Chap03 solutions

# Physical Chemistry

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3 The First Law: the machinery Solutions to exercises Discussion questions E3.1(b) The following list includes only those state functions that we have encountered in the first three chapters. More will be encountered in later chapters. Temperature, pressure, volume, amount, energy, enthalpy, heat capacity, expansion coefficient, isothermal compressibility, and Joule–Thomson coefficient. E3.2(b) One can use the general expression for π T given in Justification 3.3 to derive its specific form for a van der Waals gas as given in Exercise 3.14(a), that is, π T = a/V 2 m . (The derivation is carried out in Example 5.1.) For an isothermal expansion in a van der Waals gas d U m = (a/V m ) 2 . Hence U m = − a( 1 /V m , 2 1 /V m , 1 ) . See this derivation in the solution to Exercise 3.14(a). This formula corresponds to what one would expect for a real gas. As the molecules get closer and closer the molar volume gets smaller and smaller and the energy of attraction gets larger and larger. E3.3(b) The solution to Problem 3.23 shows that the Joule–Thomson coefficient can be expressed in terms of the parameters representing the attractive and repulsive interactions in a real gas. If the attractive forces predominate then expanding the gas will reduce its energy and hence its temperature. This reduction in temperature could continue until the temperature of the gas falls below its condensation point. This is the principle underlying the liquefaction of gases with the Linde Refrigerator which utilizes the Joule–Thomson effect. See Section 3.4 for a more complete discussion. Numerical exercises E3.4(b) A function has an exact differential if its mixed partial derivatives are equal. That is, f (x, y) has an exact differential if ∂x ∂f ∂y = ∂y ∂f ∂x ( a ) ∂f ∂x = 3 x 2 y 2 and ∂y ∂f ∂x = 6 x 2 y ∂f ∂y = 2 x 3 y and ∂x ∂f ∂y = 6 x 2 y Therefore, exact. ( b ) ∂f ∂s = t e s + 1 and ∂t ∂f ∂s = e s ∂f ∂t = 2 t + e s and ∂s ∂f ∂t = e s Therefore, exact. E3.5(b) d z = ∂z ∂x d x + ∂z ∂y d y = d x ( 1 + y) 2 2 x d y ( 1 + y) 3 E3.6(b) ( a ) d z = ∂z ∂x d x + ∂z ∂y d y = ( 3 x 2 2 y 2 ) d x 4 xy d y ( b ) 2 z ∂y∂x = ∂y ( 3 x 2 2 y 2 ) = − 4 y and 2 z ∂x∂y = ∂x ( 4 xy) = − 4 y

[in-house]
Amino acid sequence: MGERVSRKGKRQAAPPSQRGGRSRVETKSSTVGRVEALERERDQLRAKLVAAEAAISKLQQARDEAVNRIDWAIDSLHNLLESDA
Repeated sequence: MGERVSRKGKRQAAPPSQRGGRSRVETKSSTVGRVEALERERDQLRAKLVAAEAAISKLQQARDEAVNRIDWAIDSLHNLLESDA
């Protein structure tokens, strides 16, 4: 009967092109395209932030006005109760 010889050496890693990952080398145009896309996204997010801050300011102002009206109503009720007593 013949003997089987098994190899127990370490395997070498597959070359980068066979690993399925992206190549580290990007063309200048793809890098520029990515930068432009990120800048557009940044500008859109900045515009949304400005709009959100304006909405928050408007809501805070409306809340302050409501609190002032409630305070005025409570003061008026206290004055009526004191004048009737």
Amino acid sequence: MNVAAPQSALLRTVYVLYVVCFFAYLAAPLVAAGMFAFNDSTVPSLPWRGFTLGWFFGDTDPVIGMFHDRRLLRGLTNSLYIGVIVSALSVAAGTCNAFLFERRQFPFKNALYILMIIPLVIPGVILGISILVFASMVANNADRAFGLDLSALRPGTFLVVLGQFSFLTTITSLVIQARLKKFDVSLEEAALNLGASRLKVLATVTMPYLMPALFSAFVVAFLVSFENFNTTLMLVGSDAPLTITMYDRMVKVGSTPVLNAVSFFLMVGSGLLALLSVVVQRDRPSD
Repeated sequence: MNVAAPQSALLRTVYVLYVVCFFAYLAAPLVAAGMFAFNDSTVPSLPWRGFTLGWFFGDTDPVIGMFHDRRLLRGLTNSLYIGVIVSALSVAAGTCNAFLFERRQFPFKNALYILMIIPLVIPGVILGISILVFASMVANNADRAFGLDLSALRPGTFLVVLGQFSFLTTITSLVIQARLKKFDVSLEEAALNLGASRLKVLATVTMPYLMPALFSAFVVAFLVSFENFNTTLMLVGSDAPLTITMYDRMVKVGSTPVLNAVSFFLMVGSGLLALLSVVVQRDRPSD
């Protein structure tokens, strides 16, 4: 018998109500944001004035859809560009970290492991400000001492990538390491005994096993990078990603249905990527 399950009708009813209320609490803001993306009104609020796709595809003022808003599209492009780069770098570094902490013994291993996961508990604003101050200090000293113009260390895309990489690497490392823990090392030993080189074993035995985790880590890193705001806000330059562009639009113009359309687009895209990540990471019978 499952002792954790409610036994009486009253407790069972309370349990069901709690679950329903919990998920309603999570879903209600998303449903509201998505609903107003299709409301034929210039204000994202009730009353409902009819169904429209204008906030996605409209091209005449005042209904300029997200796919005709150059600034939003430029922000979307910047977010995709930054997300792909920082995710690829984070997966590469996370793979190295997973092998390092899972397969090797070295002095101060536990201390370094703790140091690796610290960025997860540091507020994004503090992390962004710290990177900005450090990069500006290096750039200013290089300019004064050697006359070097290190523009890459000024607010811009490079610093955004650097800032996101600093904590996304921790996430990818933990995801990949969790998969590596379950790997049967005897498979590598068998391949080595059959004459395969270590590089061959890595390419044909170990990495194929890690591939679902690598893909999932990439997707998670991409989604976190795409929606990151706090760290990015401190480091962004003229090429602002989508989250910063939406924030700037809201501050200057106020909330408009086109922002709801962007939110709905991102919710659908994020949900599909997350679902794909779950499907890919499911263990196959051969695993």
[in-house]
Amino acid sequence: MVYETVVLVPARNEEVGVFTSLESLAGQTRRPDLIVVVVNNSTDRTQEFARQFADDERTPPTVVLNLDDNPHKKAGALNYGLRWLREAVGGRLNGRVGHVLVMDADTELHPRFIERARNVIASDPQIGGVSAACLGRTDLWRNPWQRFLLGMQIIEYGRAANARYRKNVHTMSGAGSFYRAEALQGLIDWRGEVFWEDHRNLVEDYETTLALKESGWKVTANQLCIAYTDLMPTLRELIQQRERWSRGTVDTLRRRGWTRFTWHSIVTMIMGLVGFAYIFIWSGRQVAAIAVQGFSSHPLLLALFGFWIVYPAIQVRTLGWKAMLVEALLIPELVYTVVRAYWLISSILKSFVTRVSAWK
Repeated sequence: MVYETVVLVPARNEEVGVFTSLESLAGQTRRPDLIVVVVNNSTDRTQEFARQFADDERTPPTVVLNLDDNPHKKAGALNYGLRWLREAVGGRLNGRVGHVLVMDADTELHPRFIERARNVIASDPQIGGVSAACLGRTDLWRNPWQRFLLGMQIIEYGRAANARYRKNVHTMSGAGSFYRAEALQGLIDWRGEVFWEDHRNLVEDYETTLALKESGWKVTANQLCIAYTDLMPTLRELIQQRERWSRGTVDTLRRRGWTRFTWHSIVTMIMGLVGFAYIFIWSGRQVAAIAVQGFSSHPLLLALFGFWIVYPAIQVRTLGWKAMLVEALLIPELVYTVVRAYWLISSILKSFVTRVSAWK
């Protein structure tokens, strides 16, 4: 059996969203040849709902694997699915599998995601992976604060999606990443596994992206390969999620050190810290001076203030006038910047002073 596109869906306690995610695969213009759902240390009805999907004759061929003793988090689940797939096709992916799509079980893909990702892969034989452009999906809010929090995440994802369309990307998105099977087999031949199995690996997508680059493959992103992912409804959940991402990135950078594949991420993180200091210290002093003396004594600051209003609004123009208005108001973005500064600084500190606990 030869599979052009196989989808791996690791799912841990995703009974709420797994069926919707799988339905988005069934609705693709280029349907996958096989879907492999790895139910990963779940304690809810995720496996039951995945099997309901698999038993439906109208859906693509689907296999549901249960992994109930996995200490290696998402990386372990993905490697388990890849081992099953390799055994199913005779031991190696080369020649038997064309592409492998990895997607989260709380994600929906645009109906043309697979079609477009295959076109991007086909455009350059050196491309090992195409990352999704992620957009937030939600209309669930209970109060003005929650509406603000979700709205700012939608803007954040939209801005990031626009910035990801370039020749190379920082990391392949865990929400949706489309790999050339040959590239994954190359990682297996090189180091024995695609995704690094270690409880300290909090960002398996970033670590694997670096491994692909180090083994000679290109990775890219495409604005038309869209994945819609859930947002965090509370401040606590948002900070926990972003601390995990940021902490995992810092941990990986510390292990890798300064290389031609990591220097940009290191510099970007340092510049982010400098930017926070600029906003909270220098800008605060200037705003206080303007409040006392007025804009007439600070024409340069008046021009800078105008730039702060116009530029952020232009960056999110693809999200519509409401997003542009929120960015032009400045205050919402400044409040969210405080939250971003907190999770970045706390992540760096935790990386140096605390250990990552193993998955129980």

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THE FIRST LAW: THE MACHINERY 45 E3.7(b) d z = ∂z ∂x d x + ∂z ∂y d y = ( 2 xy + y 2 ) d x + (x 2 + 2 xy) d y 2 z ∂y∂x = ∂y ( 2 xy + y 2 ) = 2 x + 2 y and 2 z ∂x∂y = ∂x (x 2 + 2 xy) = 2 x + 2 y E3.8(b) ∂C p ∂p T = ∂p ∂H ∂T p T = 2 H ∂p∂T ∂T ∂H ∂p T p Because ∂H ∂p T = 0 for a perfect gas, its temperature derivative also equals zero; thus ∂C p ∂p T = 0. E3.9(b) ∂H ∂U p = (∂H/∂V ) p (∂U/∂V ) p = ∂(U + pV ) ∂V p (∂U/∂V ) p = (∂U/∂V ) p + p (∂U/∂V ) p = 1 + p (∂U/∂V ) p E3.10(b) d p = ∂p ∂V T d V + ∂p ∂T V d T d ln p = d p p = 1 p ∂p ∂V T d V + 1 p ∂p ∂T V d T We express ∂p ∂V T in terms of the isothermal compressibility κ T κ T = − 1 V ∂V ∂p T = − V ∂p ∂V T 1 so ∂p ∂V T = − 1 κ T V We express ∂p ∂T V in terms of κ T and the expansion coefficient α = 1 V ∂V ∂T p ∂p ∂T V
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